Bulmer, St Martin's Church
Bulmer, St Martin's Church
The village of Bulmer stands like a sentinel atop a steep hill, with fabulous views out over the Howardian Hills. The parish church of St Martins is a lovely historic building, dating in part to before the Norman Conquest. Pre-Norman Saxon or Danish 'herringbone' stonework can clearly be seen on both the north and south exterior walls of the nave.

Another ancient survivor is the head of a Saxon cross shaft, which is now set by the blocked north doorway. The font is a simple 13th-century bowl.

The most interesting feature of Bulmer's church is a late 13th-century effigy, thought to be that of Sir John de Bulmer, who died in 1268. The knight is shown in a praying position, clad in beautifully detailed period armour.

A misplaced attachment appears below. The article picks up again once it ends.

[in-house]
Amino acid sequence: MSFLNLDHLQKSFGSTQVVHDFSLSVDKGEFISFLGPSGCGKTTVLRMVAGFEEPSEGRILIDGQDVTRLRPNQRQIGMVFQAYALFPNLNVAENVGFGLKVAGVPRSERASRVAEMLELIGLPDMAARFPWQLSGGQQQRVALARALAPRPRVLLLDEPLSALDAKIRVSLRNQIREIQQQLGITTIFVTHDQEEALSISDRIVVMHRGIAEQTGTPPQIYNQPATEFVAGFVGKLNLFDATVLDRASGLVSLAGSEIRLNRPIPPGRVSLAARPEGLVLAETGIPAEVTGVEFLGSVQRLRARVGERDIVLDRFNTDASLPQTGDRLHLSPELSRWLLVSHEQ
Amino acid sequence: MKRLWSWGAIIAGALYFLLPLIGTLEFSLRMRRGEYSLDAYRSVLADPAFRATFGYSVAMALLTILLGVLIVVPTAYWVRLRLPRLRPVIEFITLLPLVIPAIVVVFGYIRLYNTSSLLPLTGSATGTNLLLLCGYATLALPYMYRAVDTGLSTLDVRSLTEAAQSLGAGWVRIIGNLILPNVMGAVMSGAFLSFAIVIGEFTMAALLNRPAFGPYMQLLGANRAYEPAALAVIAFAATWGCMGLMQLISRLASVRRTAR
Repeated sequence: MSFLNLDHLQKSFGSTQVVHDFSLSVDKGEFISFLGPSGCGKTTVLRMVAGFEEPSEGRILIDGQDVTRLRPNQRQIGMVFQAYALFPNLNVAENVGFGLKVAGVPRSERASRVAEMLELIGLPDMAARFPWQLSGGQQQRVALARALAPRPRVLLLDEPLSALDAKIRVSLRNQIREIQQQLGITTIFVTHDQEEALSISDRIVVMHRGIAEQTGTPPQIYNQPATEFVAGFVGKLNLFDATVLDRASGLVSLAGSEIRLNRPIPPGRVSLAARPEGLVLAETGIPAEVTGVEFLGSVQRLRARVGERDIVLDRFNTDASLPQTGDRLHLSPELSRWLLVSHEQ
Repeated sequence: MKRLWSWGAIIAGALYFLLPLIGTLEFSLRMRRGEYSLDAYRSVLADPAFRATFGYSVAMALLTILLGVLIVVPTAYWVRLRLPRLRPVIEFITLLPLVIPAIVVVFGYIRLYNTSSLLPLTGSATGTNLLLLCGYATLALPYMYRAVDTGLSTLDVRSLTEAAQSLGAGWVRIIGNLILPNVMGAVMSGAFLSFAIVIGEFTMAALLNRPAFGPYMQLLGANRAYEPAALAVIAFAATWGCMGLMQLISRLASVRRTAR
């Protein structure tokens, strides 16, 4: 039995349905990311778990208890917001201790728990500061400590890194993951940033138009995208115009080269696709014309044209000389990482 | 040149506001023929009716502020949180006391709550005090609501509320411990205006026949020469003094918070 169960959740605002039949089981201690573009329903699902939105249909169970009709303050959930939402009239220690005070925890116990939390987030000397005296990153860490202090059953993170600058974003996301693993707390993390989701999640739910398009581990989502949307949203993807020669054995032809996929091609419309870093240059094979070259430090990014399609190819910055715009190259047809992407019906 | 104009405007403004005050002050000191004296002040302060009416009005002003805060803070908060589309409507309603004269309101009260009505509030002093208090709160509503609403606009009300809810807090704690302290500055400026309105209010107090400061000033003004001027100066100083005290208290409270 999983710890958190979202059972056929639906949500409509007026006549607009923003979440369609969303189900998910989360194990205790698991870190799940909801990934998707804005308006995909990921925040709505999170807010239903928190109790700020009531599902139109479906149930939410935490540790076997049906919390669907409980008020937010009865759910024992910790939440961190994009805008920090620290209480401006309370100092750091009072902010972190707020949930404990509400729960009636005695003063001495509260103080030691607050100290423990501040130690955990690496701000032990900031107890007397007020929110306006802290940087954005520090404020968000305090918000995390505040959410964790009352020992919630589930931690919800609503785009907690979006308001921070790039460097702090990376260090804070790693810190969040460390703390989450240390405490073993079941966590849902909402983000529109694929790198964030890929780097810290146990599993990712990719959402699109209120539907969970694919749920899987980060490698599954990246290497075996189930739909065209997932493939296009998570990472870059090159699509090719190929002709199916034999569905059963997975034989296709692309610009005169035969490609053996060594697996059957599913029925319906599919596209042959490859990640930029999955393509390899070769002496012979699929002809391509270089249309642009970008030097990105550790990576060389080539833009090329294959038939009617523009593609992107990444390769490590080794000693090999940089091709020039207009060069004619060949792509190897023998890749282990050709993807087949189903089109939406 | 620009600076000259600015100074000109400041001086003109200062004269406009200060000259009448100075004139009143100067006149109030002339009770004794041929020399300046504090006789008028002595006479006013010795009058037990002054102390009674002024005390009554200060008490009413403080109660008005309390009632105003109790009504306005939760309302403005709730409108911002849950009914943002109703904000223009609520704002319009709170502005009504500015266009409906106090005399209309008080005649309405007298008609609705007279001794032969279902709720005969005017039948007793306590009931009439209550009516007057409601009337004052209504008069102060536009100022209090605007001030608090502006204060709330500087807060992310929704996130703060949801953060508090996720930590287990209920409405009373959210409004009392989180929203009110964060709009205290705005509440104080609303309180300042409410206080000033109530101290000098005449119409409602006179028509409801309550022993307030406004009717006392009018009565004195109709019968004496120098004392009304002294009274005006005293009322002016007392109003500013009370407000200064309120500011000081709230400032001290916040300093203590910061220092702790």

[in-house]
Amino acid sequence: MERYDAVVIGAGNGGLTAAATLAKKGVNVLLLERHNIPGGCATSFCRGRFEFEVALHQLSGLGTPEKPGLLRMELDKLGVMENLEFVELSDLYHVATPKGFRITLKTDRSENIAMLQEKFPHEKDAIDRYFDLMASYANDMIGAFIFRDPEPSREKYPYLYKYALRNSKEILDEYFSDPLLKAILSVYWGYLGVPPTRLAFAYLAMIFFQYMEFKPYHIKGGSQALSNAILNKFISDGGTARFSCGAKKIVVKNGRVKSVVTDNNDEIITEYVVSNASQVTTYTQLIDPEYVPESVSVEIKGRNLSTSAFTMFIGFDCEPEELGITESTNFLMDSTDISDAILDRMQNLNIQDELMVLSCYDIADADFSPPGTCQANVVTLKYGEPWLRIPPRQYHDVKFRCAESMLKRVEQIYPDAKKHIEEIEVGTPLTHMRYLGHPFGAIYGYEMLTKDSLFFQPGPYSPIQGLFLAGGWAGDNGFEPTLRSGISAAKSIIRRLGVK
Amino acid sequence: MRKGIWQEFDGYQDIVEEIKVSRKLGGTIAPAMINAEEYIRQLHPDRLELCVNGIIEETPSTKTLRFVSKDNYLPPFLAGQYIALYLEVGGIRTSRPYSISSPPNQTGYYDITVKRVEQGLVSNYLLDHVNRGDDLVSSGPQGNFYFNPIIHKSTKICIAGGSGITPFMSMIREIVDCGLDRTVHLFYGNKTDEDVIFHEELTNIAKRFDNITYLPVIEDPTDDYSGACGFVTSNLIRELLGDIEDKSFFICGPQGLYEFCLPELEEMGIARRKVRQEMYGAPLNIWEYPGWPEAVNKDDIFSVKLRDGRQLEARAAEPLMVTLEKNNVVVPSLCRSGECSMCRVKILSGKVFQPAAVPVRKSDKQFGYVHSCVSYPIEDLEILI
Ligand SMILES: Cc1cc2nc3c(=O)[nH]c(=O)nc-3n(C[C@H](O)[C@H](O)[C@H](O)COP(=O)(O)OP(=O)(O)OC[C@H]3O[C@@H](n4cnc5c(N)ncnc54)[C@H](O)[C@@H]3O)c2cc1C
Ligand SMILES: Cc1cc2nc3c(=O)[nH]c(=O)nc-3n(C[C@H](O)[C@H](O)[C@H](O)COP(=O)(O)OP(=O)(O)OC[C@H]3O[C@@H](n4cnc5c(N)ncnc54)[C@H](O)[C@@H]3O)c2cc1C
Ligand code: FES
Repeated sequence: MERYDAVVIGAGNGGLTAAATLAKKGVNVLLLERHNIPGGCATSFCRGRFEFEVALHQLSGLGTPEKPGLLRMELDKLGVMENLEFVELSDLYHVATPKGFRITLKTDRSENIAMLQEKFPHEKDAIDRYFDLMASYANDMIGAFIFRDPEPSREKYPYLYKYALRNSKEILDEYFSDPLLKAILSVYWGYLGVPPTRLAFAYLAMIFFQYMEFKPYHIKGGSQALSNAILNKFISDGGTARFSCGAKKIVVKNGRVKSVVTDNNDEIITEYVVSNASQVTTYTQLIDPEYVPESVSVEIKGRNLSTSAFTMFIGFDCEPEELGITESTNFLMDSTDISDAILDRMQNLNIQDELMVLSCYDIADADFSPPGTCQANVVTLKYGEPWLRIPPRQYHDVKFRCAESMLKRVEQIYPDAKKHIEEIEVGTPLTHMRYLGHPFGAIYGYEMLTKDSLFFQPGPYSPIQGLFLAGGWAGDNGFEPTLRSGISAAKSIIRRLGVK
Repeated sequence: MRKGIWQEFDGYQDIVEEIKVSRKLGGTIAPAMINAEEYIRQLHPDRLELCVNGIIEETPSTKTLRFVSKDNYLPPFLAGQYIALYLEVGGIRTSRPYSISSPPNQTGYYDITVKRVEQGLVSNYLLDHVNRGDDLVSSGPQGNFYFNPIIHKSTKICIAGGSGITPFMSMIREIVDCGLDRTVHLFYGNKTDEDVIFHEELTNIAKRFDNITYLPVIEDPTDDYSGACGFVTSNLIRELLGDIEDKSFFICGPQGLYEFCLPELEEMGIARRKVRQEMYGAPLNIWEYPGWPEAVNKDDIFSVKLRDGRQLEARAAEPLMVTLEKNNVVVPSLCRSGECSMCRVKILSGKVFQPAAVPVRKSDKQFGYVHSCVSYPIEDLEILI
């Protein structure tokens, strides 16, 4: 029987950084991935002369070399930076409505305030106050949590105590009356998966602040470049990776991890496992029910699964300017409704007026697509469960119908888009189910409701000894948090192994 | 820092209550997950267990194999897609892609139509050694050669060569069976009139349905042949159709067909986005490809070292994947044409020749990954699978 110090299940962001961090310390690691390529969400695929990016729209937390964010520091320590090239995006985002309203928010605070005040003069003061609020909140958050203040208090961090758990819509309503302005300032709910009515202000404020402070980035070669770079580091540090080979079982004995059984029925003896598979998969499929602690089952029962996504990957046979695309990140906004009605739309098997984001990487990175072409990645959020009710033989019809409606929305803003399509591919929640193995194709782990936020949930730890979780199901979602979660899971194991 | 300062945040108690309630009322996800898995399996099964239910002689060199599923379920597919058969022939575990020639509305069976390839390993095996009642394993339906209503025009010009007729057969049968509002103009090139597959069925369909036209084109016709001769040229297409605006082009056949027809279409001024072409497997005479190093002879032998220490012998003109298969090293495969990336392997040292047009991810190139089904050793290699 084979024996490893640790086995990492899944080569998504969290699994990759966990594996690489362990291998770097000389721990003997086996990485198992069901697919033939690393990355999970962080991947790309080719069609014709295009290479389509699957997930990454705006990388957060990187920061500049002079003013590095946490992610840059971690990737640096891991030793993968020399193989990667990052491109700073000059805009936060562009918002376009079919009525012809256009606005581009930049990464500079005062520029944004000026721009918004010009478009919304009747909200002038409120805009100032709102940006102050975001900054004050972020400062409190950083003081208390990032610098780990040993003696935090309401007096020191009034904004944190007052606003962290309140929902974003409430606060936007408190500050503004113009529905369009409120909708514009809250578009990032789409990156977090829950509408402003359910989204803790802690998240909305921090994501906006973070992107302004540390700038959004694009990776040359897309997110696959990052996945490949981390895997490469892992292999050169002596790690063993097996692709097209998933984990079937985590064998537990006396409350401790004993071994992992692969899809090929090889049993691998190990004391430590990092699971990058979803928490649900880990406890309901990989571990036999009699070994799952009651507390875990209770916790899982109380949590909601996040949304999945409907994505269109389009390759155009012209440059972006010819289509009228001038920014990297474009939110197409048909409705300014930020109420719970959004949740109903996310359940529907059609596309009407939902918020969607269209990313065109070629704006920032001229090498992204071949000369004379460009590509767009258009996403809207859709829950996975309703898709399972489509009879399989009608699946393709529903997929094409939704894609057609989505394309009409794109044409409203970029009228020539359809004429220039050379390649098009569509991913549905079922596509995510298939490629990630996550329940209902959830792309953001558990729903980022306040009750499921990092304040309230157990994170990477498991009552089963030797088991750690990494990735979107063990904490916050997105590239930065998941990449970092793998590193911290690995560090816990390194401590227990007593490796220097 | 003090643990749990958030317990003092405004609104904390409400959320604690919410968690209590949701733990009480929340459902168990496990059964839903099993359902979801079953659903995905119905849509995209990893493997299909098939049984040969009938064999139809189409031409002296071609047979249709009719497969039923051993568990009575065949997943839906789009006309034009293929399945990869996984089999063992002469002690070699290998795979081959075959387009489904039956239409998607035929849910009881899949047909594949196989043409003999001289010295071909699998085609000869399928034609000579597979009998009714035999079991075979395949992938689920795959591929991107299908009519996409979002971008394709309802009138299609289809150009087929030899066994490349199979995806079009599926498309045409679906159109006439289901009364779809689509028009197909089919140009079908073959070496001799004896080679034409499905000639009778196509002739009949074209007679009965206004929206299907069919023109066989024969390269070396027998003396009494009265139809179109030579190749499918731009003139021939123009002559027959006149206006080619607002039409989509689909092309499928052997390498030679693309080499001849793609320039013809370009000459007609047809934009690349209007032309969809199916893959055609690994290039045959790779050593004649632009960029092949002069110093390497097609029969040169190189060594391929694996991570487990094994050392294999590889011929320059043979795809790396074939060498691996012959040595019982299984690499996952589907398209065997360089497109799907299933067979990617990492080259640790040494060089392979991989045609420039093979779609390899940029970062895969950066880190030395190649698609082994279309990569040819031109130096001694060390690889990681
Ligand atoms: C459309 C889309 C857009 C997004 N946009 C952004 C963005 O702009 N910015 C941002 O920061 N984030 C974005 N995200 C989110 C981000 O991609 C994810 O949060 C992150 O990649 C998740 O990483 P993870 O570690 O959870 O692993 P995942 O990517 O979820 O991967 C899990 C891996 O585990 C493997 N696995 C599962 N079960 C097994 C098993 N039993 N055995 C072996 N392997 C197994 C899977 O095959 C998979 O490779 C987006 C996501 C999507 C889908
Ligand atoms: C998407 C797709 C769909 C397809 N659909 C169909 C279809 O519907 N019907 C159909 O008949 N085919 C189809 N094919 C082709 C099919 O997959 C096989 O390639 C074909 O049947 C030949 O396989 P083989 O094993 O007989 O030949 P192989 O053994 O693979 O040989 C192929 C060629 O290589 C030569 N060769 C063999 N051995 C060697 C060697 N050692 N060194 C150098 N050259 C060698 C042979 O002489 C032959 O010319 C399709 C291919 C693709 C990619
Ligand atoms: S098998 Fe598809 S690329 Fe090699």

At some point in the 17th or 18th century, this effigy was moved from its original position on the north side of the chancel and placed, rather incongruously, on its side, set against the north wall by the reading desk. This may not be unique in a parish church, but I've never run across a vertically aligned sideways effigy before, and it certainly is striking, to say the least!

Beneath the Bulmer effigy is a 12th-century grave slab, also set on its side against the wall. The slab is incised with a foliated cross and sword. The chancel arch is 15th century, with a restored 15th-century screen.

On the sanctuary step is a slab commemorating the 1738 burial here of Charles Howard, 3rd Earl of Carlisle and owner of nearby Castle Howard. By 1745 a new mausoleum was completed at Castle Howard and the Earl's remains were transferred there.

The commemoration stone was first used for the tomb of Sir Ralph Bulmer in 1406, and the Bulmer arms can be made out in one corner.